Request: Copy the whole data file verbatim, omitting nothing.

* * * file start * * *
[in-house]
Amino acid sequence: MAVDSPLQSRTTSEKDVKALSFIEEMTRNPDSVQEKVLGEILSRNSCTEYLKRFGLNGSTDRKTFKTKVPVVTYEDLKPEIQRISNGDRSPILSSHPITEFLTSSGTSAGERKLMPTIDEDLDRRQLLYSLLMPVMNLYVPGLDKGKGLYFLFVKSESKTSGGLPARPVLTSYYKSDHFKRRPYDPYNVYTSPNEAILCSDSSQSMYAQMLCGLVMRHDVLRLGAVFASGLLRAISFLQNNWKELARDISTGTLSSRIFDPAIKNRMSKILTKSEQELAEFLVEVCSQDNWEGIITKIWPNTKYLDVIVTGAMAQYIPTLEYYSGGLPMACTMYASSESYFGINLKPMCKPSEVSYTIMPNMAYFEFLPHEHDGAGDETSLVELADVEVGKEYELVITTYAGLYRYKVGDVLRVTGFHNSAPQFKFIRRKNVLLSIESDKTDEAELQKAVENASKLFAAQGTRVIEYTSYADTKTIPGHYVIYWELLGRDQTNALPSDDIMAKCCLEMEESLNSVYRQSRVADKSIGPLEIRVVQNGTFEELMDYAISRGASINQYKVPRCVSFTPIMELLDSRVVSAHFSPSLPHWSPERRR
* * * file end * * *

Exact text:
[in-house]
Amino acid sequence: MAVDSPLQSRTTSEKDVKALSFIEEMTRNPDSVQEKVLGEILSRNSCTEYLKRFGLNGSTDRKTFKTKVPVVTYEDLKPEIQRISNGDRSPILSSHPITEFLTSSGTSAGERKLMPTIDEDLDRRQLLYSLLMPVMNLYVPGLDKGKGLYFLFVKSESKTSGGLPARPVLTSYYKSDHFKRRPYDPYNVYTSPNEAILCSDSSQSMYAQMLCGLVMRHDVLRLGAVFASGLLRAISFLQNNWKELARDISTGTLSSRIFDPAIKNRMSKILTKSEQELAEFLVEVCSQDNWEGIITKIWPNTKYLDVIVTGAMAQYIPTLEYYSGGLPMACTMYASSESYFGINLKPMCKPSEVSYTIMPNMAYFEFLPHEHDGAGDETSLVELADVEVGKEYELVITTYAGLYRYKVGDVLRVTGFHNSAPQFKFIRRKNVLLSIESDKTDEAELQKAVENASKLFAAQGTRVIEYTSYADTKTIPGHYVIYWELLGRDQTNALPSDDIMAKCCLEMEESLNSVYRQSRVADKSIGPLEIRVVQNGTFEELMDYAISRGASINQYKVPRCVSFTPIMELLDSRVVSAHFSPSLPHWSPERRR